About the genus
Eriosyce are native to South America from the dry southern desert of Peru through Chile, as far south as Concepción, in coastal plains and valleys leading to the Andes mountains, with a number in the Andes themselves. They can also be found in Argentina. Ranging from sea level to 3,000m there is a variety of form and size, from large barrel-like plants such as E. aurata to the almost subterranean E. odieri.
Most plants are single-bodied with natural offsetting restricted to a few like E. aspillagae and a few forms of E. curvispina. Some have a large rootstock which requires a deep pot, while others are fibrous rooted. Body colour is variable with grey or brown forms besides the regular green. Their flowers are equally variable ranging from hummingbird-pollinated to the traditional bee-pollinated.
Eriosyce has a turbulent history of nomenclatural changes and many people still prefer the older generic names of Neoporteria, Islaya, Thelocephala, Pyrrhocactus, Horridocactus and Neochilenia. This is particularly true on the Continent where the labels reflect the workings of Backeberg and Ritter.
How to grow them
It is wise to consider their natural habitat for an indication of their requirements. Most need a frost-free greenhouse, although some will even tolerate a light frost but few will tolerate wet conditions.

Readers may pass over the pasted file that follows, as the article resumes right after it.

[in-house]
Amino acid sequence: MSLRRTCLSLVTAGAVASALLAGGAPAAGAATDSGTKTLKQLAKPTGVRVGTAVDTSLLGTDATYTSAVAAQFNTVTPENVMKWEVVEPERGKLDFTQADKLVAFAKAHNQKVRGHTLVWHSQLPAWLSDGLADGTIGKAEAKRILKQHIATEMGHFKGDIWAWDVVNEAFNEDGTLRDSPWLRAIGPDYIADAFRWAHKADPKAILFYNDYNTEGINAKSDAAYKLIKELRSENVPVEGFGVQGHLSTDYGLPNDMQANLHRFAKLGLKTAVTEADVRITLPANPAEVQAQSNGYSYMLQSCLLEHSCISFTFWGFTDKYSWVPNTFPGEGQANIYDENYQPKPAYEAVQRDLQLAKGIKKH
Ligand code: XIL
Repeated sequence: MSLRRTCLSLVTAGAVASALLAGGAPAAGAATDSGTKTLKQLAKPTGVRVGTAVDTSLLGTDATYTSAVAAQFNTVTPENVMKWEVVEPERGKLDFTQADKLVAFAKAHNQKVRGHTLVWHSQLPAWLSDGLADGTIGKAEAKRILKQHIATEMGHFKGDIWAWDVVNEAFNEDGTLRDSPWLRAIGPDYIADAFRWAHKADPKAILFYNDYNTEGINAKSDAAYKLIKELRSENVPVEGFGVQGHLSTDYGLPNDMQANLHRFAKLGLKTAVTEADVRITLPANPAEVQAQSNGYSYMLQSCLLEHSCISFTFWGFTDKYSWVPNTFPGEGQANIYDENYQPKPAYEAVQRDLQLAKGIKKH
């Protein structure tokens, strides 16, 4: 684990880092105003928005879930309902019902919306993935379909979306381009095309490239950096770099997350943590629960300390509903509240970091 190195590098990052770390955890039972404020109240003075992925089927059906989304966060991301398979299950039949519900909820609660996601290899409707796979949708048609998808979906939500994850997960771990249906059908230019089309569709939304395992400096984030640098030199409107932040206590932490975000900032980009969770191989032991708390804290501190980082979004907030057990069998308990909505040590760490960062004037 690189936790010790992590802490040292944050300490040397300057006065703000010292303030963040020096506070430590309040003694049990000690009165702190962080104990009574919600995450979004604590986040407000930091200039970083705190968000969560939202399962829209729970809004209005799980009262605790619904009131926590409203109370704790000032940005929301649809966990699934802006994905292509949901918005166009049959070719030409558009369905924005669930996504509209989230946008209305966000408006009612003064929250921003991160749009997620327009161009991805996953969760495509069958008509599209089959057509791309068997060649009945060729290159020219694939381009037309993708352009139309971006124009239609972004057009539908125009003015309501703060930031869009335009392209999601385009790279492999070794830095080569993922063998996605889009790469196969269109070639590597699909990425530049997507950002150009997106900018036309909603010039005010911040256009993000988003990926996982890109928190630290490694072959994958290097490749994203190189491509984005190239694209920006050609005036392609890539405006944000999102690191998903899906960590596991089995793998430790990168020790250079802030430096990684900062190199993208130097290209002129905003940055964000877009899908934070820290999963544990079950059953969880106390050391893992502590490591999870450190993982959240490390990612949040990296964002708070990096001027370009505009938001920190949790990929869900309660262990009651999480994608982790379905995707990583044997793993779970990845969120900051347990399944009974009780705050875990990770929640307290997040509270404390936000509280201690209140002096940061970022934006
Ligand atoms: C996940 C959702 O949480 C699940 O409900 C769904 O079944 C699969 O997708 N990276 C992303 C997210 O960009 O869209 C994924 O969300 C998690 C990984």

Whatever compost you use it must be free-draining, and water should be supplied sparingly. Previous cultivation notes indicate the diverse nature of composts growers prefer, but all recommend adding grit. The use of peat is a constant issue and bodies like the RHS avoid its use. Some growers have excellent results with a pure mineral substrate but compost is only part of successful growing, and watering, ventilation and other features all play a part.
All composts have a limited supply of minerals so the addition of fertiliser is required. One low in nitrogen is recommended, and a fertiliser displaying the feed at 1:1:1 is ideal. Much has been written about South American cacti preferring an acid soil but there is no real evidence for this. What can cause problems is stagnant compost so it is advisable to repot at least every other year.
Many Eriosyce have large fleshy taproots so a ‘Long Tom’ or deep pot is required. The diameter of this pot should not be much larger than the plant itself and the old adage of being able to place your fingers between plant and pot rim is a good one. Standard 2¾in (7cm) or 3½in (9cm) long toms are ideal.
Most commonly available plants are easy to cultivate by following the advice given above, but the genus does have some species that challenge the experienced grower.
Some recommended species:
E. chilensis – Easy to cultivate, this coastal species has many different flower colours, deep pink or white with some nice mixed coloured petals.
E. esmeraldana – Dwarf species, clustering and free-flowering.
E. occulta – A dwarf plant with striking pale flowers. Tuberous roots mean that ‘Long Tom’ pots are needed and careful watering.
E. taltalensis – Fibrous rooted with a dark almost black body. Small pink flowers in winter or early spring. Careful watering required.
E. paucicostata – Often blue-grey bodied and easy to flower with cream petals sometimes infused with pink.
Text and photos: Roger Ferryman, except E. calderana and E. esmereldana, Richard Keyte
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